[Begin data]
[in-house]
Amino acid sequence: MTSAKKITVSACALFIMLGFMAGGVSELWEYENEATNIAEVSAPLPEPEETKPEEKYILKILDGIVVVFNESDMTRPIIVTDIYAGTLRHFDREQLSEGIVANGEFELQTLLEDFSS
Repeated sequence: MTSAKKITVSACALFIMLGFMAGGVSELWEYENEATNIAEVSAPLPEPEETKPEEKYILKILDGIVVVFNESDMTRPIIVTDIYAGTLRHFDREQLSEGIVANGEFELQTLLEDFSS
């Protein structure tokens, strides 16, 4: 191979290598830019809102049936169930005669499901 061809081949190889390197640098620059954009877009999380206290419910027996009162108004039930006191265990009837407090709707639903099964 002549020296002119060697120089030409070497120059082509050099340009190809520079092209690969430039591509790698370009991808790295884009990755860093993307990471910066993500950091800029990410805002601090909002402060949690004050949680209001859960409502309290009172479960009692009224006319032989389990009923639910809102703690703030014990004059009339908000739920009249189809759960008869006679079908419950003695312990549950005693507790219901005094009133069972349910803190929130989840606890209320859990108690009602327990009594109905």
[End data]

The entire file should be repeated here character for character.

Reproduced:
[in-house]
Amino acid sequence: MTSAKKITVSACALFIMLGFMAGGVSELWEYENEATNIAEVSAPLPEPEETKPEEKYILKILDGIVVVFNESDMTRPIIVTDIYAGTLRHFDREQLSEGIVANGEFELQTLLEDFSS
Repeated sequence: MTSAKKITVSACALFIMLGFMAGGVSELWEYENEATNIAEVSAPLPEPEETKPEEKYILKILDGIVVVFNESDMTRPIIVTDIYAGTLRHFDREQLSEGIVANGEFELQTLLEDFSS
């Protein structure tokens, strides 16, 4: 191979290598830019809102049936169930005669499901 061809081949190889390197640098620059954009877009999380206290419910027996009162108004039930006191265990009837407090709707639903099964 002549020296002119060697120089030409070497120059082509050099340009190809520079092209690969430039591509790698370009991808790295884009990755860093993307990471910066993500950091800029990410805002601090909002402060949690004050949680209001859960409502309290009172479960009692009224006319032989389990009923639910809102703690703030014990004059009339908000739920009249189809759960008869006679079908419950003695312990549950005693507790219901005094009133069972349910803190929130989840606890209320859990108690009602327990009594109905």